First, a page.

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Amsterdam travel guide — Amsterdam tourism and travel information

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about Amsterdam

Amsterdam is the capital and the largest city of the Netherlands, in the province of North Holland. The city itself has 738,763 residents (7 September 2004) and over 170 nationalities, while the population of the greater Amsterdam area is ca. 1,450,000.

Amsterdam history

Amsterdam was founded as a fishing village around the thirteenth century. A dam was built on the river Amstel, hence its original name Amstelredam, dam on the river Amstel. The early "Amsterdammers" acquired a talent for trade and from the fourteenth century onwards trade with the Hanseatic cities flourished. Amsterdam gained city rights in 1300 or 1301, granted by Guy van Henegouwen, the Bishop of Utrecht, but this was only a confirmation of the earlier rights given to the city by one of the Lords of Aemstel. Already on 27 October 1275 Amestelledamme [sic]] had been given freedom of tolls.

Then in the 16th century, the Dutch war of independence began against the Spanish. Although originally on the Spanish side, Amsterdam switched sides in 1578. As a result, freedom of religion was reinstated, a very positive move at the time. Amsterdam had remained a Roman Catholic city, and Roman Catholicism remains the major religion in the city to this day. Amsterdam is still home to several old Catholic churches (which have in some cases been converted to Protestant churches), and each year the Stille Omgang is still walked in march, a procession commemorating the "Miracle of the Host" of 1345. Religious wars were raging throughout Europe and many people were looking for a place of refuge where they would not be condemned for their religion. Wealthy Jewish families from Spain and Portugal, prosperous merchants from Antwerp fleeing the destruction and ransacking of their city by the Spanish, and the Huguenots from France all sought refuge in Amsterdam.

The Seventeenth century was Amsterdam's Golden Age. Amsterdam's ships sailed to North America, Indonesia, Brazil and Africa, building an impressive empire in the process. Rembrandt also worked in this century, and the city expanded around its canals during this time. Amsterdam became the most important port of the world and an international center for banking.

The 18th and 19th century saw a decline in the prosperity of Amsterdam. Wars against the United Kingdom and France took their toll on the city and trade was lost to London. At the end of the 19th century, the Industrial Revolution reached Amsterdam. Waterways to the sea and to the river Rhine improved communication with the rest of Europe and the world. Amsterdam got a new lease on life, but never reached the same supremacy as before. At this time the Netherlands felt it had to defend its main city, to do this the Stelling van Amsterdam was constructed, a unique ring of 42 forts and land that could be flooded.

World War I did not affect Amsterdam as the Netherlands remained neutral, although trade and industry suffered.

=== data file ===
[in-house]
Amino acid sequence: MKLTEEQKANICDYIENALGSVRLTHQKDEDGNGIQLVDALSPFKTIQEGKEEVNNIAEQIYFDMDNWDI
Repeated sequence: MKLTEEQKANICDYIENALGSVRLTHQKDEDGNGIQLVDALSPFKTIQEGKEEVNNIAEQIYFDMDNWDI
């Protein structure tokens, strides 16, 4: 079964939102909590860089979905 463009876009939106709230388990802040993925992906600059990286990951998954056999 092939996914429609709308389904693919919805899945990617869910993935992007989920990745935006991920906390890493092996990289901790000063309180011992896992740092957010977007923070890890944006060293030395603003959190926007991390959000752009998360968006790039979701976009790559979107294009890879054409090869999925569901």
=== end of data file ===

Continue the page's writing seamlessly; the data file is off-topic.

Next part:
Between the wars, the Dutch built a dike separating the Zuider Zee from the North Sea, thus creating the IJsselmeer. Thus, the great waters to the east of Amsterdam were no longer salt water, but fresh water, and thus could be used for drinking, as rivers flow into the IJsselmeer.

During World War II German troops occupied the city starting on May 15, 1940 and about 100,000 Jewish people were deported from Amsterdam, almost completely wiping out the Jewish community in Amsterdam. Anne Frank was one of those people. Before the war, Amsterdam was the world's center for the diamond trade. Since this trade was mostly in the hands of Jewish businessmen and craftsmen, the diamond trade almost disappeared. Amsterdam is still important, but the city of Antwerp in Belgium is the main center for diamonds today.

The sixties and seventies put Amsterdam back on the map, for reasons other than trade. The tolerance of soft drugs made the city a popular destination for hippies, and squatting in unoccupied buildings became widespread. Riots and clashes with the police were frequent. In 1980, while Queen Beatrix was inaugurated as the new Queen of The Netherlands in the New Church on Dam square, a group of protesters outside fought against a police force.

The Eighties, Nineties, and Noughties saw administrative changes, as the city was divided in several semi-autonomous city parts. In 1995 the national government proposed creating a city province consisting of Amsterdam and neighbouring towns, but this was rejected by the city population in a referendum with a percentage of over 90% against. The primary opposition was not against creating the city province, but the splitting up of the city: the city parts would have become towns in their own right with their own mayors. Opposers feared that this would destroy the city's cohesion. The city province proposal was shelved and forgotten. Nevertheless, since 1995 the city parts have gradually become more autonomous, and neighbouring towns have been drawn into the city more politically and economically, so in a sense the city province has arrived in the form of 'Greater Amsterdam'.

The eighties and onward also saw a small exodus of people leaving Amsterdam for the 'growth cities' of Purmerend, Almere and other cities near Amsterdam.

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This article is licensed under the GNU Free Documentation License. It uses material from the Wikipedia article "Amsterdam".

This city is also known as: Amsterdam.

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